Around 93% of respondents had a personal computer and used it for job applications, and other online activities such as paying bills. Over the past 3 surveys the use of newspapers for job search, has reduced from 61% in 2015 to 50% in 2016 to 42% in 2017 and to 34% in 2018, reflecting greater use of technology by mature age jobseekers. About 70% felt they understood the current job market, down from 73% in 2016. Despite the difficulties in finding work, both employed and unemployed were more confident that they had existing skills that were in demand in the current employment market. 92% were willing to learn new skills to gain employment. In use of technology, the yes responses were marginally higher for the employed group, indicating slightly higher usage and a more positive attitude and understanding of the job market.

Conclusions and Recommendations

Conclusion 1 – Early Intervention

This survey and other statistical evidence indicate that early intervention with this demographic is still key to preventing the issue of long term unemployment for the mature aged. This report and other analysis indicate that the average time spent unemployed by the mature aged is between 60 and 75 weeks. Support programs should not be structured to wait for 6-12 months before mature age unemployed become eligible for job search assistance. Comments received in this survey indicated that the longer people are out of the workforce the harder it is to break back in.
Recommendation: Programs need to allow for support from as early as 3 months of unemployment for mature age.

Conclusion 2 – Funded Training Support

50% of respondents to Question 7 said they need further training. This confirms that there is a need for funded training to obtain new or upgraded skills to gain employment. This sentiment was repeated in Question 9 where 42% agreed or strongly agreed that they needed more specialised skills development to fit the job requirements. Many commented on the desire to do training but didn’t have the means to pay for it.
Recommendation: Further funding be made available for unemployed mature age to access training in areas likely to gain employment. This should include generic qualifications such as Business Administration where employment can be attained across a range of occupations and industries.

Conclusion 3 – Career Advise

In previous years there has been a strong response regarding the need for career advice, with 30% of respondents wanting advice on what careers they should pursue, or what occupations have the best employment opportunities. This years response was lower at 25%, but still a high response rate.
Recommendation: Continued and increased funding for career advice services for the mature age unemployed.

Conclusion 4 – Addressing Age Discrimination

Nothing has changed from the 2015 survey, so I have repeated the same comments on age discrimination.
Whether it is real or perceived, age discrimination is still considered the major obstacle to gaining employment for the mature unemployed.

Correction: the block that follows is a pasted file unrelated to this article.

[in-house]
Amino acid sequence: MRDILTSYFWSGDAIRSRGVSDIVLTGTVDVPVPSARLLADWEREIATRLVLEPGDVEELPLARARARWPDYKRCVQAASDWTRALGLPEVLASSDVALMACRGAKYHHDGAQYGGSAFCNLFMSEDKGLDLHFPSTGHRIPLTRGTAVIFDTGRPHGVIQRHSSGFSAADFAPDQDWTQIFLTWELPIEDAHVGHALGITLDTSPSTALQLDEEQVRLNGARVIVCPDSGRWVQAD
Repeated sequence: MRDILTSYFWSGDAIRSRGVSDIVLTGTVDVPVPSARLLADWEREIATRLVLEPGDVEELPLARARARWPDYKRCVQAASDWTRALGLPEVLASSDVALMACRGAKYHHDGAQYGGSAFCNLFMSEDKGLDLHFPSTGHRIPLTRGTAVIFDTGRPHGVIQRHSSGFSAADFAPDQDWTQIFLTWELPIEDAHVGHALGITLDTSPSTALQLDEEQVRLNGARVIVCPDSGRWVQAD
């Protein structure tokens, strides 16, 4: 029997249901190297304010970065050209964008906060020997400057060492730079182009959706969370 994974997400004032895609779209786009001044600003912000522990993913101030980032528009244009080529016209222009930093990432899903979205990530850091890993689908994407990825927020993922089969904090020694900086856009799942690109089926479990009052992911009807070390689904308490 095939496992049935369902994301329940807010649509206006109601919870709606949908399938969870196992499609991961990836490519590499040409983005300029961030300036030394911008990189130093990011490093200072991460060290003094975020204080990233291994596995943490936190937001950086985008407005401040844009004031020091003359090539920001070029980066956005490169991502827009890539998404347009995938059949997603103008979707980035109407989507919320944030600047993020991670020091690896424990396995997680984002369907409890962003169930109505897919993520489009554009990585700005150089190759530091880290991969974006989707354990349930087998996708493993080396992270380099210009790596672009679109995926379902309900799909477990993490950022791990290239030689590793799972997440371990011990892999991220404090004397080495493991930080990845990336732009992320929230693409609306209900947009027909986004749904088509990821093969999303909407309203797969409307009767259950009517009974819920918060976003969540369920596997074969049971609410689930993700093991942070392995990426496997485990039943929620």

Recommendation: Programs to create greater awareness of the value of the older worker are continued and developed.

Conclusion 5 – Recruiter Industry Knowledge

There was a perceived improvement in this area with a reduction in the people seeing this as an issue, however, 49% is still a high number and needs more attention.
Recommendation: Programs such as the Australian Jobs Guide, the Career Choices in SA Jobs Guide be continued and updated to assist recruiters to stay current with skills requirements and be able to relate this to the experience and skills of the older worker.

Conclusion 6 – Job Seeker Communication

In the 2018 survey comments regarding lack of communication from DOME were much fewer than previous surveys indicating an improvement in this area.
Recommendation: DOME to continue this program of member contact in addition to the job referral and case management programs already in place.

Conclusion 7 – Job Seeker Expectations

Negative comments around the availability of jobs whilst sometimes directed at DOME have been more directed at the general state of the SA economy and the increased competition for jobs. DOME commenced a program in 2015 and 2016 to encourage more employers to list their vacancies, which has seen the number of vacancies increase from 433 in 2014-15 to 490 in 2015-16 and to 530 in 2016-17. In 2017-18 the number of jobs secured was 480 which we believe to be more a reflection of the general employment market in what has been a difficult year for South Australia. This is the first year where we have seen comments about having to move interstate to find work.
Recommendation: Continue the regular communication with the employers and promotion of the website, to encourage more vacancies

About the author

Greg Goudie

Greg Goudie

Greg Goudie is the Executive Director of DOME and following many years in the automotive parts manufacturing sector, has worked with mature age unemployed for the past 15 years.